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The coming US presidential election without a doubt has implications for economic and environmental policy throughout the world, especially regarding the numerous hazards and risks induced by climate change.  Yet the term ‘climate change’ itself appears absent from both candidates’ vocabularies as it has not been mentioned in the presidential debates nor very much in their campaigns.  Why is this? The Commission on Presidential Debates which organises the debates is not exactly open about choosing the topics, which it does behind closed doors.  The way in which the debates themselves are funded through the commission also appears dubious, accepting sponsorship from the world’s largest brewing company in the world Anheuser-Busch (InBev) who has been involved in the debates since 1992. Read the rest of this entry »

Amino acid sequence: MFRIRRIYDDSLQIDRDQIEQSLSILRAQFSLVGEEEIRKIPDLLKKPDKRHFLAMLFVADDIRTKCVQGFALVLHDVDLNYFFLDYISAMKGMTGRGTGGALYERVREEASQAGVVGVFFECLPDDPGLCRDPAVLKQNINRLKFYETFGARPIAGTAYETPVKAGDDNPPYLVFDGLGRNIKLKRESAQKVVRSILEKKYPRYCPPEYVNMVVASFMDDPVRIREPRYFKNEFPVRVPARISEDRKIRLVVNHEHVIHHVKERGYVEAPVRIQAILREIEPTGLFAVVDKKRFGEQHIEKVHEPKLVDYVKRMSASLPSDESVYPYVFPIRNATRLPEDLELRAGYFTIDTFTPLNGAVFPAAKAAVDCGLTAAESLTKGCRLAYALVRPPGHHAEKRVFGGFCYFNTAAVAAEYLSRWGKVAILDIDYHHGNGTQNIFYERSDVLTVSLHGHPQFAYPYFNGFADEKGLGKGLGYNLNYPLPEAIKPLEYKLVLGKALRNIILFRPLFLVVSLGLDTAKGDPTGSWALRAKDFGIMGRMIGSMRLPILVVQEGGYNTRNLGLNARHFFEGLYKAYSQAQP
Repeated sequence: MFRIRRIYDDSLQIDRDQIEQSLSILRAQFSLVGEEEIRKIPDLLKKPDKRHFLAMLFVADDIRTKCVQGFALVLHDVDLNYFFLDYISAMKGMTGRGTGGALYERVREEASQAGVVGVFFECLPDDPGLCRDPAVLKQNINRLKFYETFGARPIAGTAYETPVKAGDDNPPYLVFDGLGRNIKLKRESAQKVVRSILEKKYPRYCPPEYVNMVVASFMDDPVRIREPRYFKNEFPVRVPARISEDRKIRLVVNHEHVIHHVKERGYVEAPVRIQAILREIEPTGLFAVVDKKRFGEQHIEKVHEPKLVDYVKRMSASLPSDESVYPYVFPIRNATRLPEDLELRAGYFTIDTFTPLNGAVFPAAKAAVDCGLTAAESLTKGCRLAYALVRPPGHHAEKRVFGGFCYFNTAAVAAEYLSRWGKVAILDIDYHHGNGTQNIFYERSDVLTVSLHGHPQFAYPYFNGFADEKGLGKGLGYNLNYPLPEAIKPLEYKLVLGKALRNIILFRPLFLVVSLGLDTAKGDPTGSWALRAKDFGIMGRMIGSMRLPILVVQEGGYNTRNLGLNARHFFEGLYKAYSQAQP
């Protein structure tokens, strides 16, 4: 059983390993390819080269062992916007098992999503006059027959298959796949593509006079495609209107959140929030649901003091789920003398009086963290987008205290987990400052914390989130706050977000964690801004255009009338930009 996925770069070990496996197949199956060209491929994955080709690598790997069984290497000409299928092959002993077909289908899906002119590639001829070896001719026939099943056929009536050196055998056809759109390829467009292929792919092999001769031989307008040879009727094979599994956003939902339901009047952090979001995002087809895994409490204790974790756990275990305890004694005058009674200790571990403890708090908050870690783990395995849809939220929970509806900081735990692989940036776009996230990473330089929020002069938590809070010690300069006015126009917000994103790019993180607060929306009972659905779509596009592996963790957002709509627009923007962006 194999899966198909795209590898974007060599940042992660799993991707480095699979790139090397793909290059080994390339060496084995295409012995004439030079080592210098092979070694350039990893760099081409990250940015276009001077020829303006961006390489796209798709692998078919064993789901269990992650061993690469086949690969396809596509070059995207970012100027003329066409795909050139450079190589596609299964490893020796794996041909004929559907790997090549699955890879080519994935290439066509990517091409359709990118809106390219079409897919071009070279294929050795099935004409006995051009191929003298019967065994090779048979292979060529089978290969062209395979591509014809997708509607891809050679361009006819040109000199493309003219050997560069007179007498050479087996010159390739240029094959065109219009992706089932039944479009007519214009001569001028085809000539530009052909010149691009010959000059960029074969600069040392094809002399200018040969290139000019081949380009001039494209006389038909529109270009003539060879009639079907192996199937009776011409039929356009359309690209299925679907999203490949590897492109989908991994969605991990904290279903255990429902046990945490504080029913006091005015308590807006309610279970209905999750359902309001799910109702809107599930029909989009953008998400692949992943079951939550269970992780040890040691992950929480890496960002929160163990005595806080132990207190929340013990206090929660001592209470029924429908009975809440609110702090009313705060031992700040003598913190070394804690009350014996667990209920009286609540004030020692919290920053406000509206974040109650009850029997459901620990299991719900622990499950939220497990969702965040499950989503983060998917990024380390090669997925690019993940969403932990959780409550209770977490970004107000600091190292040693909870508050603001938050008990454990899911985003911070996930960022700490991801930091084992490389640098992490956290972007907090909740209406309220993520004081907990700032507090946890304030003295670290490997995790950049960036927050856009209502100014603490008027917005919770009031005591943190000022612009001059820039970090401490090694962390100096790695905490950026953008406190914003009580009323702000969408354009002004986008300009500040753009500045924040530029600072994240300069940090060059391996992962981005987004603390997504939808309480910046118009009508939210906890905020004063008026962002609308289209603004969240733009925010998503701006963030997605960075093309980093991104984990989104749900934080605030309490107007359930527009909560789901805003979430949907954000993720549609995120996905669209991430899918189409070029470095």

Anyone reading this likely knows (or should know) that reducing global CO2 emissions can start at the household level.  There are a number of useful guides out there for monitoring emissions of households.  For the US, the Cool Climate Network based at UC Berkeley is definitely worth a look.  Here’s the average carbon footprint they came up with for a typical US household based on five different kinds of energy consumption:

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